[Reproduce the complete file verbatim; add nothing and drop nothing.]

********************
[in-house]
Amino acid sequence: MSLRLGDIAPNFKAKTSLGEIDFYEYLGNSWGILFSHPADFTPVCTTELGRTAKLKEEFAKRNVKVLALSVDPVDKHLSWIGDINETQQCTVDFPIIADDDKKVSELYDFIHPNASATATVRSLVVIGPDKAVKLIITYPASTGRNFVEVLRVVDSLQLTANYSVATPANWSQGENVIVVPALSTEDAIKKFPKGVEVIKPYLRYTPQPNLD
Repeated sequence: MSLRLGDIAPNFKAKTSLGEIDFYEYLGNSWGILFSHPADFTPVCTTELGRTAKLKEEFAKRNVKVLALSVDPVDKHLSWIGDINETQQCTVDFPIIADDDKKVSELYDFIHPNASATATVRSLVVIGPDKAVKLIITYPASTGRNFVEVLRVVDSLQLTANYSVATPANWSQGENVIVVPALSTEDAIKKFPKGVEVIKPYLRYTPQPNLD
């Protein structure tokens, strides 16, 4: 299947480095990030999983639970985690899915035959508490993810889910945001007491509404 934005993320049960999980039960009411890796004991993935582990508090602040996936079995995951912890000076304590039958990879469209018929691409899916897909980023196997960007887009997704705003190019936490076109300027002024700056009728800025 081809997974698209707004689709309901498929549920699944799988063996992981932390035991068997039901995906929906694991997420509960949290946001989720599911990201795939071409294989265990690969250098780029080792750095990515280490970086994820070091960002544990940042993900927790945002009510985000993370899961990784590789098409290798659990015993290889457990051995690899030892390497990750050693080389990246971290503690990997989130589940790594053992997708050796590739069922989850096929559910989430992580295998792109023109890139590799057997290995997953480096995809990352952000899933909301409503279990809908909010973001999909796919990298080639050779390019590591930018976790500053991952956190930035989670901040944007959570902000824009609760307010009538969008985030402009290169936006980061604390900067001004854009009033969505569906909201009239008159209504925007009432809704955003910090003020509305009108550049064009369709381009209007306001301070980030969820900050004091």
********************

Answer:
[in-house]
Amino acid sequence: MSLRLGDIAPNFKAKTSLGEIDFYEYLGNSWGILFSHPADFTPVCTTELGRTAKLKEEFAKRNVKVLALSVDPVDKHLSWIGDINETQQCTVDFPIIADDDKKVSELYDFIHPNASATATVRSLVVIGPDKAVKLIITYPASTGRNFVEVLRVVDSLQLTANYSVATPANWSQGENVIVVPALSTEDAIKKFPKGVEVIKPYLRYTPQPNLD
Repeated sequence: MSLRLGDIAPNFKAKTSLGEIDFYEYLGNSWGILFSHPADFTPVCTTELGRTAKLKEEFAKRNVKVLALSVDPVDKHLSWIGDINETQQCTVDFPIIADDDKKVSELYDFIHPNASATATVRSLVVIGPDKAVKLIITYPASTGRNFVEVLRVVDSLQLTANYSVATPANWSQGENVIVVPALSTEDAIKKFPKGVEVIKPYLRYTPQPNLD
């Protein structure tokens, strides 16, 4: 299947480095990030999983639970985690899915035959508490993810889910945001007491509404 934005993320049960999980039960009411890796004991993935582990508090602040996936079995995951912890000076304590039958990879469209018929691409899916897909980023196997960007887009997704705003190019936490076109300027002024700056009728800025 081809997974698209707004689709309901498929549920699944799988063996992981932390035991068997039901995906929906694991997420509960949290946001989720599911990201795939071409294989265990690969250098780029080792750095990515280490970086994820070091960002544990940042993900927790945002009510985000993370899961990784590789098409290798659990015993290889457990051995690899030892390497990750050693080389990246971290503690990997989130589940790594053992997708050796590739069922989850096929559910989430992580295998792109023109890139590799057997290995997953480096995809990352952000899933909301409503279990809908909010973001999909796919990298080639050779390019590591930018976790500053991952956190930035989670901040944007959570902000824009609760307010009538969008985030402009290169936006980061604390900067001004854009009033969505569906909201009239008159209504925007009432809704955003910090003020509305009108550049064009369709381009209007306001301070980030969820900050004091």